OBJECTIVE To compare platelet function and viscoelastic test results between healthy dogs and dogs with chronic kidney disease (CKD) to assess whether dogs with CKD have platelet dysfunction and altered blood coagulation.
ANIMALS 10 healthy control dogs and 11 dogs with naturally occurring CKD.
PROCEDURES Blood and urine were collected once from each dog for a CBC, serum biochemical analysis, urinalysis, and determination of the urine protein-to-creatinine ratio, prothrombin time, activated partial thromboplastin time, plasma fibrinogen concentration, and antithrombin activity. Closure time was determined by use of a platelet function analyzer and a collagen-ADP platelet agonist. Thromboelastography (TEG) variables (reaction time, clotting time, α angle, maximum amplitude, and global clot strength [G value]) were determined by use of recalcified nonactivated TEG. Platelet expression of glycoprotein Ib (GPIb; receptor for von Willebrand factor), integrin αIIbβ3 (αIIbβ3; receptor for fibrinogen), and P-selectin (marker for platelet activation) was assessed by flow cytometry.
RESULTS Compared with healthy control dogs, the median closure time was prolonged, the median maximum amplitude and G value were increased, and the median clotting time was decreased for dogs with CKD. Platelet expression of both αIIbβ3 and P-selectin was also significantly increased for dogs with CKD, compared with that for control dogs. Platelet expression of GPIb, αIIbβ3, and P-selectin was not correlated with closure time or any TEG variable.
CONCLUSIONS AND CLINICAL RELEVANCE Results indicated that dogs with CKD frequently had evidence of platelet dysfunction and hypercoagulability that were not totally attributable to alterations in platelet surface expression of GPIb, αIIbβ3, and P-selectin.
Objective—To determine the effect of a commercial
bioflavonoid antioxidant on acetaminophen-induced
oxidative injury to feline erythrocytes.
Design—Randomized controlled study.
Animals—45 healthy age-matched cats.
Procedure—Cats were assigned to 3 experimental
groups. Groups 1 and 3 received a bioflavonoid antioxidant
(10 mg/d) orally for 2 weeks. Groups 2 and 3
received an oxidative challenge with acetaminophen
(90 mg/kg [41 mg/lb] of body weight, PO) on day 7.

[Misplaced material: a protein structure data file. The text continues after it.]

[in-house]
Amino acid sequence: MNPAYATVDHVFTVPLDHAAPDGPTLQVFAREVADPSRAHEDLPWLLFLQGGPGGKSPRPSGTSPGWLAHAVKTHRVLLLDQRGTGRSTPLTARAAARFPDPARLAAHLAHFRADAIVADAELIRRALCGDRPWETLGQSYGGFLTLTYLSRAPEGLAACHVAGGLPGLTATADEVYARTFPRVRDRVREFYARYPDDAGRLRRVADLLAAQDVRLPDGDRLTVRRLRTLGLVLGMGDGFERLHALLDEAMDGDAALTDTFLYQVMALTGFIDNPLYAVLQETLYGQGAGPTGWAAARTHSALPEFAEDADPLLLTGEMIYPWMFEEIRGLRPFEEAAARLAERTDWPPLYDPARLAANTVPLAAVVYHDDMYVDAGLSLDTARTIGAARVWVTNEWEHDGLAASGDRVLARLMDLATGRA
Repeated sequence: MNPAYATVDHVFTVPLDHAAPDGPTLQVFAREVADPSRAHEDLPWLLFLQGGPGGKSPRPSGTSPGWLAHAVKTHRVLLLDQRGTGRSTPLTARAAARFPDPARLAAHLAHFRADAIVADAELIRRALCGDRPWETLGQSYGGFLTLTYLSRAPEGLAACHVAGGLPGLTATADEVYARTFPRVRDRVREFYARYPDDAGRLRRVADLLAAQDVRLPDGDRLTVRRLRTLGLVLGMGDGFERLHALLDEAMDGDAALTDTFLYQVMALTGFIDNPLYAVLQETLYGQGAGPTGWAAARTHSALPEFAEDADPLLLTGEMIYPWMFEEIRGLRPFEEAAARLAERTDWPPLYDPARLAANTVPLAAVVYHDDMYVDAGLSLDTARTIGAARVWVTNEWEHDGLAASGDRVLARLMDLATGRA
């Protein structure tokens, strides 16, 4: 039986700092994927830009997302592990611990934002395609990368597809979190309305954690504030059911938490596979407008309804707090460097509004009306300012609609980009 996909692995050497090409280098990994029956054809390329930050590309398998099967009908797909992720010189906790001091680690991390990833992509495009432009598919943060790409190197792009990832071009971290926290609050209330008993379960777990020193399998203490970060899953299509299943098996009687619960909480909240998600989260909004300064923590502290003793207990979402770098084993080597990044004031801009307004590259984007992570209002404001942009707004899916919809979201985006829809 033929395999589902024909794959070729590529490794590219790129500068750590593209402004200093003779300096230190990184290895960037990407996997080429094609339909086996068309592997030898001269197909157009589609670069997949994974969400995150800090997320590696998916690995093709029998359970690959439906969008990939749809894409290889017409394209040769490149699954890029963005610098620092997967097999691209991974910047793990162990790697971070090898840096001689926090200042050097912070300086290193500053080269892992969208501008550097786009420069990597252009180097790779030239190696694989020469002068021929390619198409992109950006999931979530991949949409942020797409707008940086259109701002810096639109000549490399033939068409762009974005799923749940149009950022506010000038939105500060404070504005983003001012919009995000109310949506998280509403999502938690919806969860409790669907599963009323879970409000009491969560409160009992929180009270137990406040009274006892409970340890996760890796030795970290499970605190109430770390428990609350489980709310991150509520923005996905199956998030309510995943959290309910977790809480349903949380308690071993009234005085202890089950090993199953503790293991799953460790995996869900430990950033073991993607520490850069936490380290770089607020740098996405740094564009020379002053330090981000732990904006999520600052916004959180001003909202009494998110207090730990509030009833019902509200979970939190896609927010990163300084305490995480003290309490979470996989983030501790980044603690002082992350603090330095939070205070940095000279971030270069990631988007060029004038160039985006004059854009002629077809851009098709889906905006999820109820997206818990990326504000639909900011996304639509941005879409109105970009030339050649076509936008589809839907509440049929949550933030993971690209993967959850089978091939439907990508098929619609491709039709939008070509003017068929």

Packed cell volume, percentage of erythrocytes with
Heinz bodies, blood methemoglobin concentration,
and blood reduced and oxidized glutathione concentrations
were determined at various times during the
2-week study period.
Results—Adverse effects were not associated with
bioflavonoid antioxidant administration alone.
Acetaminophen administration resulted in a significant
increase in methemoglobin concentration in groups 2
and 3; differences were not detected between these
groups. Heinz body concentrations in groups 2 and 3
increased after acetaminophen administration; however,
the increase in cats that received the antioxidant
was significantly less than in group-2 cats. Total blood
glutathione concentrations did not change significantly
in groups 2 and 3 after acetaminophen administration;
however, ratio of reduced to oxidized glutathione
concentration increased significantly after administration
in group-2 cats, compared with group-3 cats.
Conclusions and Clinical Relevance—Oral administration
of bioflavonoid antioxidants to cats at risk for
oxidative stress may have a beneficial effect on their
ability to resist oxidative injury to erythrocytes. (J Am
Vet Med Assoc 2000;217:1157–1161)
Advancing equality and equity in society is creating positive change, and the time has come to critically evaluate veterinary medicine, which, by all metrics, lacks diversity. To keep pace with increasingly diverse demographics and recent surges in pet ownership among all racial/ethnic groups, significant efforts to enhance diversity, equity, inclusion, and belonging (DEIB) must occur in veterinary colleges and the profession. Recruiting more underrepresented students, building pipelines for diverse faculty/staff, and creating inclusive, welcoming environments where all can thrive are critical steps toward enhancing DEIB within our organizations and profession. Our goal is to share experiences and lessons learned from our intentional commitment to strengthen DEIB, with the hope that our journey will be helpful to others. Increasing diversity in the veterinary profession will be facilitated through removing barriers, creating inclusive work environments where all people feel they belong, and ensuring fair and equitable hiring and personnel management practices. These steps should in turn improve access and quality of veterinary care, ensure we are more representative of the communities we serve, increase revenue, and preserve the human-animal bond.
“You cannot change any society unless you take responsibility for it, unless you see yourself belonging to it, and responsible for changing it.”